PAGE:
Once the spawning is complete and the fry has dispersed, the males are very hungry and will hunt for food.

Bass fishing During the Spawn Season

As the weather's temperature and rain increase, so does your chances of catching some fish. However, the weather is constantly changing in the spring, and you might have on and off days.

In Early spring, dips in temperature with cold fronts can cause the bass to head back down into the deep waters.

I pick a crankbait, chatterbait, swimbait, or spinnerbait when the bass head back into the deep waters.

When the temperature increases, the bass's spawning season will start. The perfect condition for spawning is around 55-65 degrees.

It's best to target bass in the mornings and evenings when they are spawning. This is because they are most active during these times, and the males will attack most things presented to them.

Always have larger lures on hand to target the big largemouth bass in spawning. The big lures will grab the bass's attention and give you much more success.

Using a Texas rigged creature bait or a worm is a great way for you to catch bass on the beds.

Matching the hatch is also a great way to get the female and male bass biting aggressively. It involves you using similar baits to the small fish the largemouth bass are hunting.

Final Thoughts

You need to remember that bass will do anything and everything possible to protect their nest.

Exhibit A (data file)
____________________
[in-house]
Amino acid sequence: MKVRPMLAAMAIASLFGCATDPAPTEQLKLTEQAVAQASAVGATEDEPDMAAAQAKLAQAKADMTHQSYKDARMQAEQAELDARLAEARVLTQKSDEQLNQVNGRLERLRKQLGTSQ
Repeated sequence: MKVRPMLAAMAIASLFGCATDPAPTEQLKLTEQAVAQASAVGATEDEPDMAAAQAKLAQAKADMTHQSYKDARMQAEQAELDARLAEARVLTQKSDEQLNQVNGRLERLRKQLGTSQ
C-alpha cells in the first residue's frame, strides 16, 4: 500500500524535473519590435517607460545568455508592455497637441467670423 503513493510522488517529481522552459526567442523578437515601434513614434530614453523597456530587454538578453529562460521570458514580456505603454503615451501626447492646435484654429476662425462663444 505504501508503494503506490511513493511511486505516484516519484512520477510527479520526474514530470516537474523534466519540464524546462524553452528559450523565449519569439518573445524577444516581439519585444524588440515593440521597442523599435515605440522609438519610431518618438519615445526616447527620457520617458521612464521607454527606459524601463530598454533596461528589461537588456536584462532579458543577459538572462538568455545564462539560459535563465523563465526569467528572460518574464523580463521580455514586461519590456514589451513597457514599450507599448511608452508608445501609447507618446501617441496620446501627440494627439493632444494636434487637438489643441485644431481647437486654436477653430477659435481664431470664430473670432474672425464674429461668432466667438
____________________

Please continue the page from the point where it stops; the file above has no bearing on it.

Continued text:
They are very aggressive fish when they are protecting the eggs and fry. They will attack any lure that enters their nesting area.

This gives us a great opportunity to catch some big bass.

Always watch the weather, and when the water temperature reaches 55 to 65 degrees, target the bass in the shallow areas where they will be spawning. When the temperatures cooler use a heavier lure to target the largemouth in the deeper areas of the lake.

Look for water movements and signs that the bass could be spawning. When you find the area, target the fish with a big lure to grab their attention.

Remember to use a good rod and a good reel to compliment it. In addition, you will need good equipment that will handle the large, aggressive bass easily.

Please have a great fishing trip, and I wish you the best of success in the spawning season.